- David Malouf: ‘If you want to ask what she stands for you have only to look at the writing itself—its cleanness, its strictness, the distinctions it makes, her unwillingness to create easy effects, the savagery with which she cuts away everything that is not absolutely essential.’
- Tim Winton: ‘Cosmo Cosmolino was like a big sunny shack with all the windows and doors open to the light and breeze … I love its raggedness, its waywardness, its openness.’
‘Fragility fed by self doubt’
Other quotes filled gaps for me in Garner’s personal and literary trajectory. For example, this neat paragraph summarises her earliest fiction with insight and economy:
‘In Monkey Grip Garner stressed how the new patterns of communal living offered, particularly for women, a sense of liberating possibility beyond marriage and childrearing. In Honour & Other People’s Children she explored how those hard-won freedoms were coupled with compromise and painful loss. In The Children’s Bach, she shifts her focus to a married couple, and the burdens and benefits of responsibility and commitment.’
Brennan also says, ‘Monkey Grip introduces a theme that runs throughout Garner’s life and work: how should one balance the desire for personal freedom with ethical responsibility.’
Brennan quotes the poet Fay Zwicky on the struggle for writers between ‘the need for privacy and the need for recognition’. And says, ‘The central ambivalence in Garner’s personality is the way that her powerful self belief is married to a fragility fed by self doubt.’ She also quotes Garner as saying that for a long time she, like Simone de Beauvoir before her, wrote ‘in order to be loved’.
Things I learned or remembered about Garner after reading Brennan’s book include:
- Her family name was Ford, and she was married three times.
- She has won a swathe of significant literary prizes but has sometimes felt inadequate about her lack of academic learning.
- After the turmoil of The First Stone she took comfort in being a member of the congregation at St John’s Anglican Church in Darlinghurst when Bill Lawton was the minister there.
- She is still troubled by the hurts she caused in the ‘open, experimental years’ through her ‘thoughtless and cruel egotism’.
- She turned to journalism to circumvent further trouble with friends and family over her fiction and also because she was not ‘confidently inventive’.
- She sought Manning Clark’s advice: When she complained to Clark that she was sick of her writing style, he said her style would only change when she did!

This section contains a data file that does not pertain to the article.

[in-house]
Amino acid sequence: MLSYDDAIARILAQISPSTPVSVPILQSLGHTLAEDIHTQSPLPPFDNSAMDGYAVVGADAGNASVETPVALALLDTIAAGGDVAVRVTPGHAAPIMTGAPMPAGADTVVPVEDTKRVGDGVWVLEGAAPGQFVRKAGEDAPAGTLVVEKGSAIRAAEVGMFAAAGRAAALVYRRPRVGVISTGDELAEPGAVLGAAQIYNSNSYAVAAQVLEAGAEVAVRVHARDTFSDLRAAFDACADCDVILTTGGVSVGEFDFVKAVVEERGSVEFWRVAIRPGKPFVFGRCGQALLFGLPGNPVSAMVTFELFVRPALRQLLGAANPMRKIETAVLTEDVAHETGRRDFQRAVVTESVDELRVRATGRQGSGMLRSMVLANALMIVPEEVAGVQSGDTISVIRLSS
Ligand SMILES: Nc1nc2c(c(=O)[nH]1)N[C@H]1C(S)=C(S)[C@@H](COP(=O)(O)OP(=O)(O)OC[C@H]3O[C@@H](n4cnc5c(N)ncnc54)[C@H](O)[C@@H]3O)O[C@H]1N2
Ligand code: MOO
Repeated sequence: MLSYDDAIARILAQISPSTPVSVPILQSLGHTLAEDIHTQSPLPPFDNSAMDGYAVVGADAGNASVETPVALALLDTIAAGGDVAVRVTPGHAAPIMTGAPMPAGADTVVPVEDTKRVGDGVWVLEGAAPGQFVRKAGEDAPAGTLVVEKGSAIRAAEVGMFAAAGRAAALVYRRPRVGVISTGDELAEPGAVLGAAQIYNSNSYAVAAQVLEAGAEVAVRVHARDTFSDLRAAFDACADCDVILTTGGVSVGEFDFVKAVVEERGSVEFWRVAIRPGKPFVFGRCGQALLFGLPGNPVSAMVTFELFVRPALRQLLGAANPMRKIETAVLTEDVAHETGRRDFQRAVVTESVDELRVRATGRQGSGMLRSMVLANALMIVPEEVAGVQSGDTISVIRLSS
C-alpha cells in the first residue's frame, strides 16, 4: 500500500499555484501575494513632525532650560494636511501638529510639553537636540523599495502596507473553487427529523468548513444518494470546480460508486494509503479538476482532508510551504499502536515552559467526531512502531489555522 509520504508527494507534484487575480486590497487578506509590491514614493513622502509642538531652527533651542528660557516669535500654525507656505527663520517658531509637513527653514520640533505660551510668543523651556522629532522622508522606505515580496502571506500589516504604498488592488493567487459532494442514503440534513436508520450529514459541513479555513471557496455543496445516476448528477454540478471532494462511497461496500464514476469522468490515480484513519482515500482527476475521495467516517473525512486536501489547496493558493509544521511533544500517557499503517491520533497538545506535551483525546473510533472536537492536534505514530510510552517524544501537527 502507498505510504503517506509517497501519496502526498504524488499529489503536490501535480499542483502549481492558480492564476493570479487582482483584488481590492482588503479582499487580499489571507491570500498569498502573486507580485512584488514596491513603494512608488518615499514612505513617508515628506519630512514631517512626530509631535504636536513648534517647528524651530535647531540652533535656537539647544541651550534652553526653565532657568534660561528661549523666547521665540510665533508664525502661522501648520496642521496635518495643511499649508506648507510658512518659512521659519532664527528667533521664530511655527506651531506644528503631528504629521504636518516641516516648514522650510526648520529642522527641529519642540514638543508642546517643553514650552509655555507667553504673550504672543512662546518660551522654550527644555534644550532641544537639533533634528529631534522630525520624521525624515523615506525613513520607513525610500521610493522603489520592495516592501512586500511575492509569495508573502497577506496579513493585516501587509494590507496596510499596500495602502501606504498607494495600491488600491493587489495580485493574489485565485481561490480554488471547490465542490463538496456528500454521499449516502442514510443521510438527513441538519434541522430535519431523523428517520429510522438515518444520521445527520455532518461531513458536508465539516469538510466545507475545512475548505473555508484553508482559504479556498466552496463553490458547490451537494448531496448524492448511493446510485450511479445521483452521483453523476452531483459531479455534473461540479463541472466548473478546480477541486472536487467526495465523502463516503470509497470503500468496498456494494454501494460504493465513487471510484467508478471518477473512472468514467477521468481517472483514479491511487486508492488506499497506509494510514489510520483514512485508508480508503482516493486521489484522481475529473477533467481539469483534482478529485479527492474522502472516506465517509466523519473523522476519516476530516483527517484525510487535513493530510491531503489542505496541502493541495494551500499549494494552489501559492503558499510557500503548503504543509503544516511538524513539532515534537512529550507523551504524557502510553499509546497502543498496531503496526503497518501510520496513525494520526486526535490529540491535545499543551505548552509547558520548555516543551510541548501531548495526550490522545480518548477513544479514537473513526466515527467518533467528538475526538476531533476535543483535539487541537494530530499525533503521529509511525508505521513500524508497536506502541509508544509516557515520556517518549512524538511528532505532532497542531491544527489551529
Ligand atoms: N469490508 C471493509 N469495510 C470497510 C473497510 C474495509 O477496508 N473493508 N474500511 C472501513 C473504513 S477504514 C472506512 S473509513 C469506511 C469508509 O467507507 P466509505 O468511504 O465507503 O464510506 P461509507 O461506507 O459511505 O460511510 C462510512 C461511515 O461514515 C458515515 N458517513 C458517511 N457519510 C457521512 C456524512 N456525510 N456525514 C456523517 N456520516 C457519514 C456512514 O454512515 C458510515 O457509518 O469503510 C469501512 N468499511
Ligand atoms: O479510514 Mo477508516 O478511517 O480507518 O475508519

- She rates music as ‘probably the greatest pleasure and interest of [her] life, apart from books and people’.
Here are a few other thoughts I had about Garner’s work while reading Brennan’s book (or soon after):
- Garner writes of regret and contrition, which are not popular words these days. She also asks questions about the dimensions of forgiveness: Why we need it, when it’s useful, and when it’s unfitting.
- Did she really write in The First Stone: ‘He touched her breast and she went to the cops? My God—why didn’t she get her mother or her friends to help her sort him out later, if she couldn’t deal with it herself at the time?’ Really?
- David Gaunt, Co-owner of Gleebooks, says that ‘Brennan’s depiction of Garner’s fearless approach to the very difficult subjects of The First Stone, Joe Cinque’s Consolation and This House of Grief is beautifully modulated and a real triumph.’ I’m glad I read The First Stone, and Brennan’s ‘beautifully modulated’ depiction re Joe Cinque’s Consolation and This House of Grief, but I’m still not tempted to read the books themselves. However, I am racing through Garner’s latest book of essays Everywhere I Look buoyed by her punchy prose, sharp eye and astute descriptions.
Brennan’s comprehensive overview of Garner’s life and work should lure new readers to explore her impressive oeuvre. It might even convince people who boycotted her work after The First Stone to give it another try. Ultimately, it pays great respect to a writer who has given a significant gift to Australian life and literature over the last four decades—and I doubt Garner’s finished stirring the pot yet.